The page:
Global minimum taxThe global minimum tax, or GLOBE rules, became effective in Hungary on 1 January 2024. The measures apply to multinational (MNE) groups of companies with revenue exceeding EUR 750 million. The essence of the GLOBE rules is that if the effective tax rate (ETR) of an MNE group in a given country does not reach the required 15% minimum rate, it will be required to pay additional tax.
In Hungary, in addition to the low corporate tax rate of 9%, local business tax, innovation contributions and the Robin Hood tax will be taken into account when calculating the 15% ETR. Several additional provisions and temporary exemption rules also have been introduced.
The first return relating to the minimum tax is due on 30 June 2026.
Participation exemptionNewly acquired ownership and shareholdings in legal entities that are reported to the tax authorities within 75 days following the acquisition date and that are held for at least one year can benefit from the participation exemption. The participation exemption exempts capital gains derived from the alienation of the holding from corporate income tax.
The new legislation offers a one-time amnesty opportunity for taxpayers to report shareholdings/ownership that were not previously reported for participation exemption purposes, provided certain requirements are met. Under this program, 20% of the positive difference between the book value of the ownership/shareholding as of 31 December 2023 and the fair market value of the ownership/shareholding will be taxed at the 9% corporate income tax rate. The deadline for the subsequent reporting is the last day of the fifth month following the financial year.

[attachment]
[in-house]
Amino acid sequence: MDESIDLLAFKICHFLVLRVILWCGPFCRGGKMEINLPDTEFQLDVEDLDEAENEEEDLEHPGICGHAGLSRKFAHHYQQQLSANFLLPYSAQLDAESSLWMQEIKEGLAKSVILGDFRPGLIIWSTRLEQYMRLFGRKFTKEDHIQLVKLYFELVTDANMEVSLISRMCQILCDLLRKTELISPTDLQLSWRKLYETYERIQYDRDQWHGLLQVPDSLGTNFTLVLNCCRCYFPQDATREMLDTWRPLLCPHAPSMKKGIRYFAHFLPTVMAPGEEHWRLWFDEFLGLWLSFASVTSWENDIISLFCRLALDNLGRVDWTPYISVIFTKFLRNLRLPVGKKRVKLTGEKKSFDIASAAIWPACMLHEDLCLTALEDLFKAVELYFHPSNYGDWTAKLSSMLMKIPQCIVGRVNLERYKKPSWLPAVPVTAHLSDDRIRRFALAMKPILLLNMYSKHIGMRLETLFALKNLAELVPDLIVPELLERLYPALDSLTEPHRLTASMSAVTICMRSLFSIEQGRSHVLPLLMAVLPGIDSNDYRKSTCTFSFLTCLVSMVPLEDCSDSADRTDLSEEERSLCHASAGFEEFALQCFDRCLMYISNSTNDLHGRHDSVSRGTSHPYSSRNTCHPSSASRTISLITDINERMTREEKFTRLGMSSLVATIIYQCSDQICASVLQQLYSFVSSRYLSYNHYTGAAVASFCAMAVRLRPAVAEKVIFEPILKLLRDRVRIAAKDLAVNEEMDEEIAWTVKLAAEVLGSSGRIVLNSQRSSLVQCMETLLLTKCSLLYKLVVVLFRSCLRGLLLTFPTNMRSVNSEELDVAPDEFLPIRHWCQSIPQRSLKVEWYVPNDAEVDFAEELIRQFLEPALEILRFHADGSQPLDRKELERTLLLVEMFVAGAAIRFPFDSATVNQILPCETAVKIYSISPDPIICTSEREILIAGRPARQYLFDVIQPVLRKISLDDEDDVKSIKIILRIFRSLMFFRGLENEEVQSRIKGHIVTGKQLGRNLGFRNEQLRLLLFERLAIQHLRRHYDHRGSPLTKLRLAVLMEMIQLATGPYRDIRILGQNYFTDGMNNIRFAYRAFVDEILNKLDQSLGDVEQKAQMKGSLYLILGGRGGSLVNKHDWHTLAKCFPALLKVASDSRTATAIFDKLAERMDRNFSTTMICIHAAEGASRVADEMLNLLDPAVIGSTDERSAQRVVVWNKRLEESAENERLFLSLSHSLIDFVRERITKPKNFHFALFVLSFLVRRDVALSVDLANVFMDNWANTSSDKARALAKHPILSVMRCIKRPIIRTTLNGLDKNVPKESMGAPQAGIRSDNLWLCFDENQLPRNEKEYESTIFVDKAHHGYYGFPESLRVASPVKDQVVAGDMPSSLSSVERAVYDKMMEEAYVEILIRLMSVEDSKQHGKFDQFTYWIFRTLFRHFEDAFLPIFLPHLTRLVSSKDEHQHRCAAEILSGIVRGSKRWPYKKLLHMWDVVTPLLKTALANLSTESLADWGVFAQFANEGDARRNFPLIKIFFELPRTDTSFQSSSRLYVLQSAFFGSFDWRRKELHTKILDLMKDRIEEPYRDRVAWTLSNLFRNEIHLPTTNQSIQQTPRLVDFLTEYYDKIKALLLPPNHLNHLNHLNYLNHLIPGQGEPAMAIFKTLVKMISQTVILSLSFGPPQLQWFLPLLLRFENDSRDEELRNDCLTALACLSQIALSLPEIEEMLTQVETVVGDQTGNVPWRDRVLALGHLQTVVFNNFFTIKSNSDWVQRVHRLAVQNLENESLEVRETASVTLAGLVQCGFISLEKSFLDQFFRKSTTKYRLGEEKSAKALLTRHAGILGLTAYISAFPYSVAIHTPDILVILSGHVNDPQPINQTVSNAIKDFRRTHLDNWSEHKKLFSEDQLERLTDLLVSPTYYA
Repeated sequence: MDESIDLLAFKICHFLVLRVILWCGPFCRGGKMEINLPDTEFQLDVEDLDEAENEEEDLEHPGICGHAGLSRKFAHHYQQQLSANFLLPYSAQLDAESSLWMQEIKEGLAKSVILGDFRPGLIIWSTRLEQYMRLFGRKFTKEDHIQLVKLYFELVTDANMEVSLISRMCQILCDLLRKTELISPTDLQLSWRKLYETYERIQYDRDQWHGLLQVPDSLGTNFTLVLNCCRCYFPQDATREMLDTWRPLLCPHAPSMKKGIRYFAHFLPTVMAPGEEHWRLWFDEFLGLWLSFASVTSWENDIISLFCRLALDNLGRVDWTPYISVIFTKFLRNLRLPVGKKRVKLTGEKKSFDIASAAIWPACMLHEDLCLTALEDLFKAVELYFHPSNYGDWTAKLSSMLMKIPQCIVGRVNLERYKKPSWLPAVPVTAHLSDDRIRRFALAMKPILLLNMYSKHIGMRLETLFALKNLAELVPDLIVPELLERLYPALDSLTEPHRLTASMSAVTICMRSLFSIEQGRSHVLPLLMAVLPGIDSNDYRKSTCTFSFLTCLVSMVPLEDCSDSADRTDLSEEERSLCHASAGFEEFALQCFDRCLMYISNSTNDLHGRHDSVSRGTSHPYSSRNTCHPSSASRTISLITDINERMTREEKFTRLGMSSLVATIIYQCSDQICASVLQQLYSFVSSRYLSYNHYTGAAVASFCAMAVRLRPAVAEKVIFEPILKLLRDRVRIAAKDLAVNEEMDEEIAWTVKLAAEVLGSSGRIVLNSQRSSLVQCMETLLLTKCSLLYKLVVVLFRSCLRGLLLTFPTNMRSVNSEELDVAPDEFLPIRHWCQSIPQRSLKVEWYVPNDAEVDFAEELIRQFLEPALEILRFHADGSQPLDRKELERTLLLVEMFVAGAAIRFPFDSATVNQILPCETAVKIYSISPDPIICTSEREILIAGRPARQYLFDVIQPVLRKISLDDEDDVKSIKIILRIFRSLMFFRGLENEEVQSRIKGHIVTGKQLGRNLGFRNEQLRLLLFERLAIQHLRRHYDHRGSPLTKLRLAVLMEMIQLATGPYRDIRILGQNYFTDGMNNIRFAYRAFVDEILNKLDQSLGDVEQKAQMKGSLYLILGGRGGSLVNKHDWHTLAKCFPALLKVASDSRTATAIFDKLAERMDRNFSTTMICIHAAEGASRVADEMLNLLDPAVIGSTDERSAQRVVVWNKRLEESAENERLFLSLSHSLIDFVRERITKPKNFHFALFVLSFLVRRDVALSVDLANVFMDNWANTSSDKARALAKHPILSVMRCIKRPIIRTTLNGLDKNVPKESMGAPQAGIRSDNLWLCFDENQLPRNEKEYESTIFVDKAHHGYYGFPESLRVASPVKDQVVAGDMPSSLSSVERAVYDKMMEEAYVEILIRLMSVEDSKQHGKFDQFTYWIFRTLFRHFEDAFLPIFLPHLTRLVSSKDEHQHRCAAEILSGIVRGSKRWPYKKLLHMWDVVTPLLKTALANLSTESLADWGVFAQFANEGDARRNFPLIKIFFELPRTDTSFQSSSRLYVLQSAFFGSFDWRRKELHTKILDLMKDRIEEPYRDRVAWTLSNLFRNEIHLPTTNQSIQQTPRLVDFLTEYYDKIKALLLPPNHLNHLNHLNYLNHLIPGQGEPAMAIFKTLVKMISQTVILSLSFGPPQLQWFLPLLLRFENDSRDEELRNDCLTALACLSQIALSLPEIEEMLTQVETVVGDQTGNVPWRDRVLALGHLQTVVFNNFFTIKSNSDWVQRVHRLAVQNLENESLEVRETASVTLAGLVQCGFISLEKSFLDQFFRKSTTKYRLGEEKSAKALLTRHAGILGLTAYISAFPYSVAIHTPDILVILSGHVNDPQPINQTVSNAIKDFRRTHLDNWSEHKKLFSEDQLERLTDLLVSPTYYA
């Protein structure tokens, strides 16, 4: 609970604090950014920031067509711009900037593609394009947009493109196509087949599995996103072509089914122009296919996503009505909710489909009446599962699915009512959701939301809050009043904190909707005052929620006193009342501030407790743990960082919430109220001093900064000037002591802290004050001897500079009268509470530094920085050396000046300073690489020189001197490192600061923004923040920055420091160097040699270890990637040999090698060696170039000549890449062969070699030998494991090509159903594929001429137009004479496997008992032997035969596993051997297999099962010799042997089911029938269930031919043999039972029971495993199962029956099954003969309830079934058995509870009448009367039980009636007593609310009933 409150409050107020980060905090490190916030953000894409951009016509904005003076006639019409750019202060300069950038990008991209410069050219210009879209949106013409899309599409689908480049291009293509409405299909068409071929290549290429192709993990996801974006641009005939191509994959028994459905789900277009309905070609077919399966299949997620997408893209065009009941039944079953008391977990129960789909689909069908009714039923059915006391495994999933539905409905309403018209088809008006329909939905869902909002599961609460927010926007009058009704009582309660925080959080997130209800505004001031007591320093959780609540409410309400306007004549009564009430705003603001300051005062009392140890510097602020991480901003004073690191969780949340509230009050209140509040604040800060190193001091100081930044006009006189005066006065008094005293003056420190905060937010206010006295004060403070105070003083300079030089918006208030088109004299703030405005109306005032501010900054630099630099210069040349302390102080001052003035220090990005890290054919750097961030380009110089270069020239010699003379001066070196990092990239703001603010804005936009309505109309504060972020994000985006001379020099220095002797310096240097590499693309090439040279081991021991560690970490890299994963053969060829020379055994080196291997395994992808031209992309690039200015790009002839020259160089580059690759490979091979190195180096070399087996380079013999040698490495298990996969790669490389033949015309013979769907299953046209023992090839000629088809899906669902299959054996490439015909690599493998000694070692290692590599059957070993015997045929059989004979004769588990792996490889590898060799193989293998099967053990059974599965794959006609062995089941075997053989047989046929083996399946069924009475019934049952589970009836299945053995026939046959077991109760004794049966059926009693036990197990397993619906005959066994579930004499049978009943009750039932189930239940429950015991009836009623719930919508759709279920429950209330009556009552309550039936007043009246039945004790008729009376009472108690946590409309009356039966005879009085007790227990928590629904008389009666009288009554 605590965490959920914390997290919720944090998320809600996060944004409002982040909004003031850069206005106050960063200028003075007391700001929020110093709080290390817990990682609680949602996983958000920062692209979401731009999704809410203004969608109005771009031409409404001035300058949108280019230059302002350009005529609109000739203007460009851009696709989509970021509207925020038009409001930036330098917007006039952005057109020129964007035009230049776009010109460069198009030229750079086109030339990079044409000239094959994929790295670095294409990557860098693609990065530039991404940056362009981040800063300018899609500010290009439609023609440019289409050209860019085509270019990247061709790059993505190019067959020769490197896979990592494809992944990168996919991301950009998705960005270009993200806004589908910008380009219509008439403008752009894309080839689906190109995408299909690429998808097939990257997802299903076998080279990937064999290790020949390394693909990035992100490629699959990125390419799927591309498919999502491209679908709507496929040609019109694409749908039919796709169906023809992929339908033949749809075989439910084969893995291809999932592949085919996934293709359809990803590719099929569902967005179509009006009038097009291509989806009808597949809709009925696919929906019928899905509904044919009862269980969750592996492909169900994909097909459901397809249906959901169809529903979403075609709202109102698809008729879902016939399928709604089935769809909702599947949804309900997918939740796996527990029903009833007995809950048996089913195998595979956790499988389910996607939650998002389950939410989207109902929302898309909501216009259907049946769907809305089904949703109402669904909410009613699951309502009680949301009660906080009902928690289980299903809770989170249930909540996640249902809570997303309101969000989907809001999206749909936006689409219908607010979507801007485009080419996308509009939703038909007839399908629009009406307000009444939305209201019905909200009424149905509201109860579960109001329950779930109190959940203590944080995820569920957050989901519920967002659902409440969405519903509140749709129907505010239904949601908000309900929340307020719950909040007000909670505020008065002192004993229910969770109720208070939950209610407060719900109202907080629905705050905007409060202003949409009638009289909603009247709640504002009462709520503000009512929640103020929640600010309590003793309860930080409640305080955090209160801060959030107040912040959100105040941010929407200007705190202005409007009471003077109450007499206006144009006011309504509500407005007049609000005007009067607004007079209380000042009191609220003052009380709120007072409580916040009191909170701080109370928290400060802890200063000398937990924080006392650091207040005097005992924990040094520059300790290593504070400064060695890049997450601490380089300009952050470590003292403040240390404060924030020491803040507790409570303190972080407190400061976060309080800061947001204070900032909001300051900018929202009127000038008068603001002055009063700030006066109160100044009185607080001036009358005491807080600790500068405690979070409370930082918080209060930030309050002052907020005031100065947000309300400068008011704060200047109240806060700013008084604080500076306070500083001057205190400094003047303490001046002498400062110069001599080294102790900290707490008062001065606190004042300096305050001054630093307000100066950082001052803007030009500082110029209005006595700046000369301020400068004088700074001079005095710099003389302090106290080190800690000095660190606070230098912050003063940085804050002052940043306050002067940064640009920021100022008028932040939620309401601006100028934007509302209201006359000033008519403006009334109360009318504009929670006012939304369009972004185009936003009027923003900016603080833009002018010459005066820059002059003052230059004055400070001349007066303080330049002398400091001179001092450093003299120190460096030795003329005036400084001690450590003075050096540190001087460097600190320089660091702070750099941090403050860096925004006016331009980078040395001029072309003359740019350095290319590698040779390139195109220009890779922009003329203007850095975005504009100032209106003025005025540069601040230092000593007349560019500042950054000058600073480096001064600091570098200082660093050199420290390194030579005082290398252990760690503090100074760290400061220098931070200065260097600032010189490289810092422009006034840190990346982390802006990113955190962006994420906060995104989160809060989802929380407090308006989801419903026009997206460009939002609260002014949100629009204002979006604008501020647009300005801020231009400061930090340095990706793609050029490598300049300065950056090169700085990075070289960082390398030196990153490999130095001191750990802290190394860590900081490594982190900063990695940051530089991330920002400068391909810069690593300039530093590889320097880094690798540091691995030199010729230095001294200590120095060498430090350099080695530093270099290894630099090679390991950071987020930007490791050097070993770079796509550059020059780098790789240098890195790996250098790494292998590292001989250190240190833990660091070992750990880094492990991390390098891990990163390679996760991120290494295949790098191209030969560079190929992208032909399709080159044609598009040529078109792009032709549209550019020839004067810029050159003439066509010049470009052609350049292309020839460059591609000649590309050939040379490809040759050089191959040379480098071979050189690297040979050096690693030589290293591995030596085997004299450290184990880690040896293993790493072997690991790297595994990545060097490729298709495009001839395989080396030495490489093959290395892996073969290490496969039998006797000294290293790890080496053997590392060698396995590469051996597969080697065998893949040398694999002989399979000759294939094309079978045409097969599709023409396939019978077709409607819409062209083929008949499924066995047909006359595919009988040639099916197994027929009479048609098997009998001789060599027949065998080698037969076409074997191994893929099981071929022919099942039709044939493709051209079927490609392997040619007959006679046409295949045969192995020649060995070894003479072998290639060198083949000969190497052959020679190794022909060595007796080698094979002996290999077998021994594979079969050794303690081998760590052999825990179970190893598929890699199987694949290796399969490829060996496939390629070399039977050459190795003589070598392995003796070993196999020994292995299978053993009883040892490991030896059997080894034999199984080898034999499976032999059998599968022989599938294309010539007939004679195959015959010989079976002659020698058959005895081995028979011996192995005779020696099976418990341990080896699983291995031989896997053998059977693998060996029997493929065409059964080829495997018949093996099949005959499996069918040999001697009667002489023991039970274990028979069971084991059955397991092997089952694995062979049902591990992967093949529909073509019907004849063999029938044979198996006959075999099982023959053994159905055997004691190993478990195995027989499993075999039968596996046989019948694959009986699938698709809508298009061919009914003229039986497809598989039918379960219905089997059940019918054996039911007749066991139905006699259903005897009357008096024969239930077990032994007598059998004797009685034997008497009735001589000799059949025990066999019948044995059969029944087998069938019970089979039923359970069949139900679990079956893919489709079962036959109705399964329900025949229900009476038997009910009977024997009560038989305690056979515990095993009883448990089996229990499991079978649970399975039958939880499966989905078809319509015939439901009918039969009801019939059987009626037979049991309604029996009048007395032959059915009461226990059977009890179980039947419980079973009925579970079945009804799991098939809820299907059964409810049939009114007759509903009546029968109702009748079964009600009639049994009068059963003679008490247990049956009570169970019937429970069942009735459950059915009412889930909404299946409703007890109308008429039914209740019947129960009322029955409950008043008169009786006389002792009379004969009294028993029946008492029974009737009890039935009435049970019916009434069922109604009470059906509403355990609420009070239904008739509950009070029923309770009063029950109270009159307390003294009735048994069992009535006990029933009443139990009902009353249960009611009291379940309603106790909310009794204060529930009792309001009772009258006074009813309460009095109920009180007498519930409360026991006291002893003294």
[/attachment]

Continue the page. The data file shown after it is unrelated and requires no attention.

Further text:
Expense deductionsThe legislation narrows the range of accepted costs and expenses of companies and the range of items that do not qualify as costs or expenses incurred in the interests of businesses is expanded. Importantly, expenses incurred for interest and royalty payments made to taxpayers or establishments in jurisdictions on the EU list of noncooperative jurisdictions for tax purposes (as defined by a ministerial decree) or in no or low-tax jurisdictions (i.e., jurisdictions where the income tax rate is less than 9%) are non-deductible for corporate income tax purposes.
R&D tax credit
To encourage R&D, a new tax credit for R&D activities applies as from 1 January 2024. The credit is calculated as 10% of qualifying R&D costs (e.g., personnel expenses, patent costs, operating costs, accounting depreciation costs, etc.), capped at a maximum of EUR 55 million, EUR 35 million or EUR 25 million, depending on the type of R&D activities. The legislation does not allow “cherry-picking” regarding the amount of accounted R&D costs, i.e., the maximum amount of 10% of R&D costs must be claimed annually. The taxpayer may be granted a cash refund for any unused amount. The tax credit is available only for costs incurred in 2024. Notably, the R&D tax credit cannot be used in combined with the R&D corporate income tax base deduction, the R&D local business tax base deduction or the R&D tax allowance for social contribution tax.